The mediastinal surface of the right lung is indented by a number of nearby structures. The heart sits in an impression called the cardiac impression. Above the hilum of the lung is an arched groove for the azygos vein, and above this is a wide groove for the superior vena cava and right brachiocephalic vein; behind this, and close to the top of the lung is a groove for the brachiocephalic artery. There is a groove for the esophagus behind the hilum and the pulmonary ligament, and near the lower part of the esophageal groove is a deeper groove for the inferior vena cava before it enters the heart.
The left lung is divided into two lobes, an upper and a lower, by the oblique fissure, which extends from the costal to the mediastinal surface of the lung both above and below the hilum. The left lung, unlike the right, does not have a middle lobe, though it does have a homologous feature, a projection of the upper lobe termed the “lingula”. Its name means “little tongue”. The lingula on the left serves as an anatomic parallel to the right middle lobe, with both areas being predisposed to similar infections and anatomic complications. There are two bronchopulmonary segments of the lingula: superior and inferior.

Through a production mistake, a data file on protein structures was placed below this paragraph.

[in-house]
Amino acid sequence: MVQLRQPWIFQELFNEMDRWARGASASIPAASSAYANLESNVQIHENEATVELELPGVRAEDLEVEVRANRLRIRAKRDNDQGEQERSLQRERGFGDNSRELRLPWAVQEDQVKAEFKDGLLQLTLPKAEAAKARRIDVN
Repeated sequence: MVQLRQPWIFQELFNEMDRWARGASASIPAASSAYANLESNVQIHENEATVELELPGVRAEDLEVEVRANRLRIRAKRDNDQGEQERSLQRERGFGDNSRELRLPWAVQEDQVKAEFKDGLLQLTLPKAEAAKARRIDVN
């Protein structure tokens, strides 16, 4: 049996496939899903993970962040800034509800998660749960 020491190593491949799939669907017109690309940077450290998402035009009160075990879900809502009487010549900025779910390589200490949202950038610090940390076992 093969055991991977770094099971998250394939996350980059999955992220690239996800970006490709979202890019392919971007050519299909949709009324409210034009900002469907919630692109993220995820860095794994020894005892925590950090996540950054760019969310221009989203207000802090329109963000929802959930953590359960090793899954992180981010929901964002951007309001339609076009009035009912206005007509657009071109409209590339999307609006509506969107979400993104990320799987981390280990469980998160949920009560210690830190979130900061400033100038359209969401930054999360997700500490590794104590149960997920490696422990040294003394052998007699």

The mediastinal surface of the left lung has a large cardiac impression where the heart sits. This is deeper and larger than that on the right lung, at which level the heart projects to the left.